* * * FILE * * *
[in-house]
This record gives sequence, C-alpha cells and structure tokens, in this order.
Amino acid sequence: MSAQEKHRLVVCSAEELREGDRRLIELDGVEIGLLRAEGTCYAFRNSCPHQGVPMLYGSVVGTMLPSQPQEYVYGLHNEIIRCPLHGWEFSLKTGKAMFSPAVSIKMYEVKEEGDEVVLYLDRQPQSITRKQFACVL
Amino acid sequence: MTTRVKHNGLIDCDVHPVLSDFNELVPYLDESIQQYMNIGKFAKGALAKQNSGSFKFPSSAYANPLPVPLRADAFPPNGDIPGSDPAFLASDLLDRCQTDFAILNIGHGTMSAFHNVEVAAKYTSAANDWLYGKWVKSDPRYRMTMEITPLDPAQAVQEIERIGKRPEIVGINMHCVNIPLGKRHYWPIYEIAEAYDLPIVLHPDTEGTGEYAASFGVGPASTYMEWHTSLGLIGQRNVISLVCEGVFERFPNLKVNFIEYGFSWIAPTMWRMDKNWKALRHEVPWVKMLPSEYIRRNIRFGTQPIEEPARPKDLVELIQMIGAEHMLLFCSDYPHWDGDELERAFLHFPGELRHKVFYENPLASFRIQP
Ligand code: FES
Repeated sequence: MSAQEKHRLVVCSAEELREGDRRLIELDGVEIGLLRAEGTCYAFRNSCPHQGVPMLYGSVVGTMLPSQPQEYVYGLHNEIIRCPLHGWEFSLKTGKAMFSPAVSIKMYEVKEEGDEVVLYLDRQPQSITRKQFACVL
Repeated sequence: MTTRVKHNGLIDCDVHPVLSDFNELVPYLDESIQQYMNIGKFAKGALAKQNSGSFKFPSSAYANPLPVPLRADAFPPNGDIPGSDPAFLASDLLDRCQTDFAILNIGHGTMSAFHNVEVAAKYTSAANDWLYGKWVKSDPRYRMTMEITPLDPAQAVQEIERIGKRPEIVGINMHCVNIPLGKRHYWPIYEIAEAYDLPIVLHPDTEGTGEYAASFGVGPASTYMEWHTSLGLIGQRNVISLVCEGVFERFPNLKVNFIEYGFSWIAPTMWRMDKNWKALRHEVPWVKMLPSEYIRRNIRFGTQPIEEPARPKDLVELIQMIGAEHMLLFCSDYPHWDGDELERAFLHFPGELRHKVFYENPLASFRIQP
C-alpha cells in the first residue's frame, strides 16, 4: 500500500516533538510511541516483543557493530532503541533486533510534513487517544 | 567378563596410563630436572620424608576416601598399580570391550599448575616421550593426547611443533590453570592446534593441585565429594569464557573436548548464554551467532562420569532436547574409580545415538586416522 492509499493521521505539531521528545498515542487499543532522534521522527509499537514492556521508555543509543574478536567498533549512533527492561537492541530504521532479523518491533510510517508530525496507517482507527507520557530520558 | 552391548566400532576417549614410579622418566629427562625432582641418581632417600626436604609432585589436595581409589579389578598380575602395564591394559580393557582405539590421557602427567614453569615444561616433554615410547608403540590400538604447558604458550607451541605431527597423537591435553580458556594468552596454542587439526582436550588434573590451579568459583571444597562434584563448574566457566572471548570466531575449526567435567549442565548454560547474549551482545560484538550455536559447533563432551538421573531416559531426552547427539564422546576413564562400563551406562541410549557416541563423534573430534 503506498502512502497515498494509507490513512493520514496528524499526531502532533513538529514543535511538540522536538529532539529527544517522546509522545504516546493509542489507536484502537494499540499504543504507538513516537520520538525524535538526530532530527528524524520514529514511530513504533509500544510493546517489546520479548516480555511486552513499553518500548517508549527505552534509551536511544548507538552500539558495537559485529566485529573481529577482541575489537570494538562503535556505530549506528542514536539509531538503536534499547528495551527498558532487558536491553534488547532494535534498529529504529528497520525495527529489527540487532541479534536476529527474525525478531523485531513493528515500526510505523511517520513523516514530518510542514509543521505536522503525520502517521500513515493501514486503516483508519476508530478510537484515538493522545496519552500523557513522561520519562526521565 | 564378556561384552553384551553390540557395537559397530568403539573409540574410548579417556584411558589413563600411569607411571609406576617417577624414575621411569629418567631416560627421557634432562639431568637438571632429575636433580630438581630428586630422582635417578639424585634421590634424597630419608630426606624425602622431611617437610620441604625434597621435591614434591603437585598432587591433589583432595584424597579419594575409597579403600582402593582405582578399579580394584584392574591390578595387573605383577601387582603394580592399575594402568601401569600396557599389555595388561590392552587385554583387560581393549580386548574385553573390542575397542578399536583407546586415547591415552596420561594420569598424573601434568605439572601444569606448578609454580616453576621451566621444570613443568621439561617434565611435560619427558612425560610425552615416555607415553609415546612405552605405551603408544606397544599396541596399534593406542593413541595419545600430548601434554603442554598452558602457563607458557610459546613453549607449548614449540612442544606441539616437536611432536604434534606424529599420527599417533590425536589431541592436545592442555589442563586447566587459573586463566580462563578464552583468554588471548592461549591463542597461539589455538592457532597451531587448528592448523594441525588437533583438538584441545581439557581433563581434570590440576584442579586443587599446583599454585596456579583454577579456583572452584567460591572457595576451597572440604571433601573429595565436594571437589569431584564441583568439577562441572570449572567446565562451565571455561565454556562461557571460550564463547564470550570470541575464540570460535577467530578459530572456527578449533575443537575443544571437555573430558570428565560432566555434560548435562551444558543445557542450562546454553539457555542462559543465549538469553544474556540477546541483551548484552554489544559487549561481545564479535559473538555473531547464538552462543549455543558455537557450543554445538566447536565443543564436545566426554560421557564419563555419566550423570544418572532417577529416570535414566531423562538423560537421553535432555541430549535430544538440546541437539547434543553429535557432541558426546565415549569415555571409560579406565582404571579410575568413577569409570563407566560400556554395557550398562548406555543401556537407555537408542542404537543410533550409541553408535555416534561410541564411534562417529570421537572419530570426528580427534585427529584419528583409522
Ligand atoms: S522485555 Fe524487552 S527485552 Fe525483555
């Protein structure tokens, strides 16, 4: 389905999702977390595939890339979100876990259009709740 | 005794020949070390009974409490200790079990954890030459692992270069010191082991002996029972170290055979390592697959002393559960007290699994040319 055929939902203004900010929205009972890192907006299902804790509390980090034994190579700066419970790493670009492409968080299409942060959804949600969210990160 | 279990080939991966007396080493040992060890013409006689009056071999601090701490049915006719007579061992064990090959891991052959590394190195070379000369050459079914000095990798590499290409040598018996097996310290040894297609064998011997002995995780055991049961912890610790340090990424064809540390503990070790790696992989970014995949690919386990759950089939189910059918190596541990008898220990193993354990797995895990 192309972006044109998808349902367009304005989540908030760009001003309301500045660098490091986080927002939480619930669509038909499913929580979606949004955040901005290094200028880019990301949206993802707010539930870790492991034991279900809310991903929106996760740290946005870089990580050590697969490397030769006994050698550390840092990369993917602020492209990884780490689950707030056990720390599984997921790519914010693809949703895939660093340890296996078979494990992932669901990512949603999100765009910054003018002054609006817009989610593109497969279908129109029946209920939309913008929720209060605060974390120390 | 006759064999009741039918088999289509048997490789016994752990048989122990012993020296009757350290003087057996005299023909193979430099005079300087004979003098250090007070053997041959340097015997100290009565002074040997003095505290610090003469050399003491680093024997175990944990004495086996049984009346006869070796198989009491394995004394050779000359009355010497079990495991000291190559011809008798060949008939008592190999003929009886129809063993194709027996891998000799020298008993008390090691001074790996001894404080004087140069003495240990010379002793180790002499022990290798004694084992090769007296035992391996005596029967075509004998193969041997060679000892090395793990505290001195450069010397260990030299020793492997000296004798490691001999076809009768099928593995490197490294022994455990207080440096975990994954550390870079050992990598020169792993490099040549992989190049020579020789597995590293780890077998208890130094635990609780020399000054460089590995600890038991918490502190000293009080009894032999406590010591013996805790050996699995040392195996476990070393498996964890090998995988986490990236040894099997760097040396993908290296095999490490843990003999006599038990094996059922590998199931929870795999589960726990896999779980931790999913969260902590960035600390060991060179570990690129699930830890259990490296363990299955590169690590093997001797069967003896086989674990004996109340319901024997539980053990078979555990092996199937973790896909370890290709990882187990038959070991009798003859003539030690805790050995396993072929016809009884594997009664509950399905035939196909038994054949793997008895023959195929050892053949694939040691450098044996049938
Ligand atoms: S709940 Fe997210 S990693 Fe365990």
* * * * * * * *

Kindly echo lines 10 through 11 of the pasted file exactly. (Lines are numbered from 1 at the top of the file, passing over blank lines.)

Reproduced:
């Protein structure tokens, strides 16, 4: 389905999702977390595939890339979100876990259009709740 | 005794020949070390009974409490200790079990954890030459692992270069010191082991002996029972170290055979390592697959002393559960007290699994040319 055929939902203004900010929205009972890192907006299902804790509390980090034994190579700066419970790493670009492409968080299409942060959804949600969210990160 | 279990080939991966007396080493040992060890013409006689009056071999601090701490049915006719007579061992064990090959891991052959590394190195070379000369050459079914000095990798590499290409040598018996097996310290040894297609064998011997002995995780055991049961912890610790340090990424064809540390503990070790790696992989970014995949690919386990759950089939189910059918190596541990008898220990193993354990797995895990 192309972006044109998808349902367009304005989540908030760009001003309301500045660098490091986080927002939480619930669509038909499913929580979606949004955040901005290094200028880019990301949206993802707010539930870790492991034991279900809310991903929106996760740290946005870089990580050590697969490397030769006994050698550390840092990369993917602020492209990884780490689950707030056990720390599984997921790519914010693809949703895939660093340890296996078979494990992932669901990512949603999100765009910054003018002054609006817009989610593109497969279908129109029946209920939309913008929720209060605060974390120390 | 006759064999009741039918088999289509048997490789016994752990048989122990012993020296009757350290003087057996005299023909193979430099005079300087004979003098250090007070053997041959340097015997100290009565002074040997003095505290610090003469050399003491680093024997175990944990004495086996049984009346006869070796198989009491394995004394050779000359009355010497079990495991000291190559011809008798060949008939008592190999003929009886129809063993194709027996891998000799020298008993008390090691001074790996001894404080004087140069003495240990010379002793180790002499022990290798004694084992090769007296035992391996005596029967075509004998193969041997060679000892090395793990505290001195450069010397260990030299020793492997000296004798490691001999076809009768099928593995490197490294022994455990207080440096975990994954550390870079050992990598020169792993490099040549992989190049020579020789597995590293780890077998208890130094635990609780020399000054460089590995600890038991918490502190000293009080009894032999406590010591013996805790050996699995040392195996476990070393498996964890090998995988986490990236040894099997760097040396993908290296095999490490843990003999006599038990094996059922590998199931929870795999589960726990896999779980931790999913969260902590960035600390060991060179570990690129699930830890259990490296363990299955590169690590093997001797069967003896086989674990004996109340319901024997539980053990078979555990092996199937973790896909370890290709990882187990038959070991009798003859003539030690805790050995396993072929016809009884594997009664509950399905035939196909038994054949793997008895023959195929050892053949694939040691450098044996049938
Ligand atoms: S709940 Fe997210 S990693 Fe365990």